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US arms sales to Middle East in focus at Senate subcommittee hearing

Senator Chris Murphy questioned the logic whether less arms from the US would push regional allies towards Russia and China
The Senate Foreign Relations Committee during a meeting on Capitol Hill on 4 August 2021 (AFP)

The United States' rivalry with China took centre stage at a Senate Foreign Relations subcommittee hearing on Tuesday, as officials debated assistance to Middle East allies such as Egypt that have dismal human rights records.

Senior officials from the Department of Defence and the State Department stressed the importance of continued US security assistance to Egypt despite Cairo's brutal crackdown on dissent.

"The bottom line for President Biden is that he values the relationship with Egypt. He believes they are an important security partner," said Dana Stroul, the deputy assistant secretary of defence for the Middle East, during a hearing with the Senate Foreign Relations subcommittee on the Middle East. 

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Mira Resnick, deputy assistant secretary for regional affairs in the State Department's Bureau of Political-Military Affairs, said concerns were raised by the White House with the "highest level" of the Egyptian government, but Cairo remained a "critical security partner".

"The president himself has underscored the importance of a constructive dialogue on human rights with the government of Egypt and we will continue to pursue this, even as we pursue shared security goals on maritime security, on border security, on counter-terrorism," she said.  

"Let me stress that the fundamental importance of human rights are, and will remain, an essential element of any arms transfer decision," she added.

Last month, the House passed its version of the annual foreign policy appropriations package, funding $1.3bn in security assistance through to 2023 despite calls from Congressman Tom Malinowski and Adam Schiff to cut $75m in assistance over Egypt's detention of as many as 60,000 political prisoners.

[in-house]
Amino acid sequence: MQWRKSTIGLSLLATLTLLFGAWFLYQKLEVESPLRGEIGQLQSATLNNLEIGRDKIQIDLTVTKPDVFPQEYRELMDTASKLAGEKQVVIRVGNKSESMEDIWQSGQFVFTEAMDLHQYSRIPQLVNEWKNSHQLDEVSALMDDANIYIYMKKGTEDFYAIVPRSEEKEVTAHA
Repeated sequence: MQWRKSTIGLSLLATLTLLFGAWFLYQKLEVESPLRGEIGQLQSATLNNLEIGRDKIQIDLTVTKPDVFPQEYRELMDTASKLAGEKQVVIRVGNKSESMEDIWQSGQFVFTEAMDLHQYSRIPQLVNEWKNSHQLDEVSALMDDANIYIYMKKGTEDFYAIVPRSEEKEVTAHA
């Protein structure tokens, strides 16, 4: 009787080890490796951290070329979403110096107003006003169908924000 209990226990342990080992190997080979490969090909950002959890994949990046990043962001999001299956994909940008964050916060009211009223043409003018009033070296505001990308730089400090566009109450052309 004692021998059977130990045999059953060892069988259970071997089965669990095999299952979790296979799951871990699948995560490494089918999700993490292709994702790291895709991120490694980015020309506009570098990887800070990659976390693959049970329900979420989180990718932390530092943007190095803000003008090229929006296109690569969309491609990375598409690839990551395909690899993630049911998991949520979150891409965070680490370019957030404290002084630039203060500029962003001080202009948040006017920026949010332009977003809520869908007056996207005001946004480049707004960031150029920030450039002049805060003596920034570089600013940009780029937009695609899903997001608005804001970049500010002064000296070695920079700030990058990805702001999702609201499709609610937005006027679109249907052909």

Senator Todd Young, the ranking Republican at the hearing, warned that enacting "insurmountable barriers" to security assistance would undermine Washington's ability to exert influence in the region at a time when it is looking to deploy resources elsewhere.

"We will have to rely on governments of the partners and allies we have, not the ones we necessarily wish we have," he said.

Will they abandon us?

Democratic Senator Chris Murphy - who has positioned himself as a vocal critic of Egypt - highlighted the paradox of Middle East governments discussing arms deals with China while "hoping to maintain [their life under] a US security umbrella".

"It is time to ask whether the threat that less arms from the US will cause our partners to simply abandon us and turn to Russia or China is real, or whether it is just a red herring."

While the US is the largest arms supplier to the Middle East, with exports increasing by 28 percent between 2016 and 2020, China's economic influence has grown in the region largely due to investments and construction projects via its Belt and Road Initiative.

China has billed itself as a partner for nearly every country in the region, pursuing infrastructure projects in Egypt and Saudi Arabia, and also developing strong ties with Iran.

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Stroul said that since the lapsing of a UN arms embargo on Iran last year, the US had seen a "reinvigorated interest by Beijing and Moscow…working on deals for weapons transfers and sales to Iran".

Since taking office, the Biden administration has continued a drawdown of US troops from the region which began under the Trump administration.

In June, Washington announced it was pulling patriot missile systems from Saudi Arabia, and last month Biden said he had reached an agreement with Iraq's prime minister to end the US combat mission in the country by the end of 2021.

Howard Shatz, an analyst with the Rand Corporation, said the narrative of a US drawdown from the region had been overly exaggerated, and China was unlikely to try and replace the US, as it continues to enjoy the benefits US security guarantees the region.

"Near to medium term, I don't think China will try to supplant US security," Shatz said. "If Beijing starts providing security in the region, then it may have to choose sides."

In recent months, Beijing has pursued Covid-19 diplomacy, distributing the Sinovac vaccine to the UAE and signing agreements with Egypt to establish vaccine production sites in the North African country. 

According to the American Enterprise Institute's China Global Investment Tracker, Saudi Arabia, the UAE and Algeria are all in the top ten list of countries for Chinese construction projects between 2005 and 2021.